Sunday, April 25, 2004

Fair and Impartial, That's Us

Sunday's Commercial Appeal editorial is the paper's stance on the RDC Promenade plan. Naturally, they like it. Let's see how they fairly and impartially approach the subject.
Development of the Memphis riverfront in a way that enhances its accessibility and esthetics is a long-time dream of generations of Memphians.

While we've dreamed, waterfront areas in other old river towns have sprung to life, in many cases through the efforts of public-private partnerships that leverage scarce public funds with private dollars.
This is true, but we have to take the CA's word for it. They haven't written about any yet, that I know of.

Also, note how the very first word is "development." Think maybe that's a sign of their own bias? How about some other word not loaded with presuppositions?
The approach attracts critics because it uses a valuable public asset - the public's property - to generate profits for private developers. That is a legitimate concern.
And that's the last time they mention it!
But at the same time it accomplishes important public goals such as making the riverfront more attractive, accessible and exciting, creating jobs, luring tourists and helping to revitalize an area that needs a shot in the arm. In some cases, greenspace is increased.
Boy does that last phrase feel tacked on! Note, too, that the RDC plan is not the only way to do this, nor the best, they just can't imagine some other one. That "revitalize an area that needs a shot in the arm" bit is also a nastily offhand slap to countless neighborhoods in this City that aren't downtown. And after such unarguable analysis, they propose --
It's a compromise that Memphis should make in an important phase of the overall plan for redevelopment of the Memphis riverfront - the promenade between Front Street and the river.
It's all about the compromise, but I can't recall too many high-profile compromises made by developers and profiteers, while I can list for you a whole lot of Memphians who have been made to compromise for them. Don't often see the CA arguing for the little guys do you? Labelling the daily apologists wouldn't be too far from the mark.
As Viewpoint guest columnist Randy Morton, a partner in the urban design consulting firm of Cooper, Robertson & Partners, points out in today's editions, the Riverfront Development Corp. plan "balances the need for a lasting, accessible and vibrant riverfront destination with the immediate reality of funding constraints. It seeks private development as a tool to realize the city's goal, and the site's historic intent, of creating a first-rate promenade for Memphians."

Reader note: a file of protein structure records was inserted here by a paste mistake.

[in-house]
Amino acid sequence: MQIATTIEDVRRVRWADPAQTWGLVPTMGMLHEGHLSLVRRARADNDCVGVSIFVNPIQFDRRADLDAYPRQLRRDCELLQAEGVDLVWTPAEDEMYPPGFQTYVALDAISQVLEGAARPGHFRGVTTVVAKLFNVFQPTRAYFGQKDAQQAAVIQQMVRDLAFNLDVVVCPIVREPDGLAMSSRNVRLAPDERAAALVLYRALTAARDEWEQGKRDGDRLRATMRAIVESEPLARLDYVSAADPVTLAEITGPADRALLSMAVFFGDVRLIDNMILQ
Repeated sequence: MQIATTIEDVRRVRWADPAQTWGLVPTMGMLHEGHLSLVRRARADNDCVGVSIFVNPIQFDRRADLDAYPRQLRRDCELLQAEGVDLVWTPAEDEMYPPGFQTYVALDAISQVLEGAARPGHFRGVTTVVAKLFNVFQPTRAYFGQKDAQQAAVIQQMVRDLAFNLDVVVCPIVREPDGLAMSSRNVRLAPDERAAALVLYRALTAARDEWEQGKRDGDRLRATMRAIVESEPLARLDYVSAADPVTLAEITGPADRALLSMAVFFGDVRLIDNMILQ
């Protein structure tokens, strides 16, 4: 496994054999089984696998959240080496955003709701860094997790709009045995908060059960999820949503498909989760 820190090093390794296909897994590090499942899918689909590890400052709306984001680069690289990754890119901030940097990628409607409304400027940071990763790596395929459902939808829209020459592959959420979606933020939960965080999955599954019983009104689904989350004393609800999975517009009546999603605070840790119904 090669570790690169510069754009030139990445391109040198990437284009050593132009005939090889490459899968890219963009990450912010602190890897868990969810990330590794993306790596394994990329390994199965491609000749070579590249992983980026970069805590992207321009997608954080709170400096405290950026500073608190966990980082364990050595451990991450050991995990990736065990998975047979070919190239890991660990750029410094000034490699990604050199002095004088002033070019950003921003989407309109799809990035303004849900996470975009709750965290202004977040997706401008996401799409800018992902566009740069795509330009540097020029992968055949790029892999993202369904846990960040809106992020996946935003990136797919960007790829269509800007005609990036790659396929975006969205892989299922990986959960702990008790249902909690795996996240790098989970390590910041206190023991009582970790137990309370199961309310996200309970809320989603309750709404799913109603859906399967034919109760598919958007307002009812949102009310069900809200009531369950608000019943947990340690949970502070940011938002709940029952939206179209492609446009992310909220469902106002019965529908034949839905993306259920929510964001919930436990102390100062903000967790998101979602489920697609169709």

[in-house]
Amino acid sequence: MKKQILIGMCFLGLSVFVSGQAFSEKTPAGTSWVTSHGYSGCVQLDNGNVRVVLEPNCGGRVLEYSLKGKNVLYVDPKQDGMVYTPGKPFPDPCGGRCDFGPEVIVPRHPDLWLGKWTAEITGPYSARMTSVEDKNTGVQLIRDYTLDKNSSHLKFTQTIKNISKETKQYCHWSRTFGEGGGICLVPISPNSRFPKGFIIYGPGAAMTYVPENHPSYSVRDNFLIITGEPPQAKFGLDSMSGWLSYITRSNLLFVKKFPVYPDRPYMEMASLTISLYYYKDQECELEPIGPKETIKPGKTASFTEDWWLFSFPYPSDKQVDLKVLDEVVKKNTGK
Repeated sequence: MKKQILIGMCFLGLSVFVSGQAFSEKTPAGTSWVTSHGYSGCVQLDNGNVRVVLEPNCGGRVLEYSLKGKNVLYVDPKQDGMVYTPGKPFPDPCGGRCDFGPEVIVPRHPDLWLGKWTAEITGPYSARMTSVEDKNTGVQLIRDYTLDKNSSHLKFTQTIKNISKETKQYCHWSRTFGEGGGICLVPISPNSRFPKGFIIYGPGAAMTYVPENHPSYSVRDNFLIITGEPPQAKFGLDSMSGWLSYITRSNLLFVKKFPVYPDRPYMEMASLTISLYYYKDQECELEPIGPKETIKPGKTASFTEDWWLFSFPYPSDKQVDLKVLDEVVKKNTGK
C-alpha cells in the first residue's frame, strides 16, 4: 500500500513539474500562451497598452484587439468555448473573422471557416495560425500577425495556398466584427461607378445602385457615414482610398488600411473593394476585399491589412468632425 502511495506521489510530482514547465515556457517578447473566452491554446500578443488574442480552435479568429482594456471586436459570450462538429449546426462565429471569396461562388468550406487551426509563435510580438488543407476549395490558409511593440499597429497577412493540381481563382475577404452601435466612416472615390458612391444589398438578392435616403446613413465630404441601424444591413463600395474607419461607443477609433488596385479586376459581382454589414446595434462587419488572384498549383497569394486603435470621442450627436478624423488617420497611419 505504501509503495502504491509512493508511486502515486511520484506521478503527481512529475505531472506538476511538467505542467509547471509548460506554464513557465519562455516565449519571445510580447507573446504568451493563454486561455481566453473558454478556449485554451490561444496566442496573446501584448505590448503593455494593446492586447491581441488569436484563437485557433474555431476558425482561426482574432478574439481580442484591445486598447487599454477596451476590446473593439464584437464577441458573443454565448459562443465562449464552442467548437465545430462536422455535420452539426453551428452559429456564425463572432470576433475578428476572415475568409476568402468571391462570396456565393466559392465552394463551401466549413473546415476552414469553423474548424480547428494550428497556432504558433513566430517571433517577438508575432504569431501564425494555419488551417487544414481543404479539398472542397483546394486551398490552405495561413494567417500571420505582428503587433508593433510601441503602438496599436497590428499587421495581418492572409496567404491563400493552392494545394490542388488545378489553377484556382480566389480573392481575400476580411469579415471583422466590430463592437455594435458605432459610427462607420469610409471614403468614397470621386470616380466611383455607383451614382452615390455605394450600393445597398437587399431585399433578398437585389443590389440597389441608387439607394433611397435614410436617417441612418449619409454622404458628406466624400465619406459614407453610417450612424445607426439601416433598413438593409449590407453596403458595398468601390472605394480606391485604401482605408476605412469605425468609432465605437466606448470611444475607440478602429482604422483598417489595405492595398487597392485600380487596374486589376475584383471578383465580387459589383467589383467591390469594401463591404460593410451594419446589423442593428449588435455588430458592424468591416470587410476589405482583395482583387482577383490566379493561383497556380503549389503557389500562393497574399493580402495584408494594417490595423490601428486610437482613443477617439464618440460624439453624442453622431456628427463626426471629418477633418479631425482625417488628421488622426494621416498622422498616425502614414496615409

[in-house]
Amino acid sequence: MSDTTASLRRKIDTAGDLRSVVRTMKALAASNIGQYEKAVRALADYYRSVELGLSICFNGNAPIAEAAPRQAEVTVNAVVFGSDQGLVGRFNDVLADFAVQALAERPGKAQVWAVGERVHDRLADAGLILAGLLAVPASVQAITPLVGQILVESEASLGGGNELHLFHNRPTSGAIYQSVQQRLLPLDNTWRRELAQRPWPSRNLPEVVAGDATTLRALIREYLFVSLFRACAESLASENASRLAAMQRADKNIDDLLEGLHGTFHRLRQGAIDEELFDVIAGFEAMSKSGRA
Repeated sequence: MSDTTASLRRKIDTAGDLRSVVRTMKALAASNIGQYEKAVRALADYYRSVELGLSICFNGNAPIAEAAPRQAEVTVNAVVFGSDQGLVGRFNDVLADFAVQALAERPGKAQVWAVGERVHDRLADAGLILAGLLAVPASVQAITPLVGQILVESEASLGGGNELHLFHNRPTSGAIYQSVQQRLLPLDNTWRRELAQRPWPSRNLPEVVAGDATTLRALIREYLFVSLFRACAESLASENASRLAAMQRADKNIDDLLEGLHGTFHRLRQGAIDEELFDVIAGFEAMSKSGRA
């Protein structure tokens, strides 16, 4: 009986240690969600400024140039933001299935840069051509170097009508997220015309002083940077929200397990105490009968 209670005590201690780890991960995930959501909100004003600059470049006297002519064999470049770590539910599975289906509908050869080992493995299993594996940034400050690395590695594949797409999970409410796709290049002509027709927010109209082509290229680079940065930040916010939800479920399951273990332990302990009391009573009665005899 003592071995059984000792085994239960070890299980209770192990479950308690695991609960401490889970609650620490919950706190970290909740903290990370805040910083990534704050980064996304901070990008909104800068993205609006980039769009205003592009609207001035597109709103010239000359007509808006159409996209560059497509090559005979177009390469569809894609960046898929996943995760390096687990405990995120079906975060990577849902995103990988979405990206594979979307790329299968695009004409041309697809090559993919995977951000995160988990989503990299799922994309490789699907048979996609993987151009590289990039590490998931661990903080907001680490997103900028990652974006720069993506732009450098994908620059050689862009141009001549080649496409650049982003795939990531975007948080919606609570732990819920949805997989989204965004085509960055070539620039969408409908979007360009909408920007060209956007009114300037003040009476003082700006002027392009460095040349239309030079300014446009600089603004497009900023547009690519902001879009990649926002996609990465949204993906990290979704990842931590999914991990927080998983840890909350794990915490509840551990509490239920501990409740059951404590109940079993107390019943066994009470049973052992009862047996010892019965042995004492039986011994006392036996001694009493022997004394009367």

Or, "Recogising their own financial exposure is a danger and that the City is already overexposed itself after a spree of spending the past decade, developers seek to leverage downtown assets into private profit, to create new opportunities without the slow cumbersome process of condemnation and demolition of existing properties, are using government power to force action against recalcitrant obstructionists?"
The historic intent for the site, a strip of land from Union to Adams overlooking the Wolf River harbor and Mud Island, was established by city founders John Overton, James Winchester and Andrew Jackson in 1819 when they set aside choice parcels from their newly purchased Fourth Chickasaw Bluff to be reserved in perpetuity as a public promenade.
Yeah, "historic intent." Things change, gotta compromise....

As others have pointed out, our Founders were developers themselves and so knew exactly what would happen without their setting up a barrier to it! The space was always meant to be as park-like and open as possible, and to be kept from private development. Read their own words (which you'll notice the CA carefully edits) for yourself. If the CA can be bothered to print the whole.
That intent has not been carried out. Instead, the area has become covered primarily with buildings and parking garages that form a wall blocking access to the river, and severely limiting waterfront views, from Front Street.
That development happened because of spineless and cronyistic City governments that couldn't do their jobs. So, since the covenant has been disgracefully dishonored we should feel free to ignore it too? Let me apply that thinking to laws against theft and burglary and see how far it takes me. The paper should be arguing for stricter and more diligent observance of our heritage. And yet, they don't!
The RDC's plan to devote some of that space to new, strictly regulated commercial development that guarantees public access would, finally, fulfill the wishes of the city's founders, create new reasons to visit the river and enhance pride in the community.
Having just shown how past covenants, clear and unmistakeable, with the most restrictive bonds against violation legally possible have been trampled, they now want us to believe that mere "regulation" is going to protect us? Truly laughable, that one. Will such regulation be written into the City Charter, or merely left in the hands of the Riverfront Development Corporation? You'll forgive me if I don't trust the same looters who have saddled us with the Pyramid, the FedExForum, etc., to look after my future.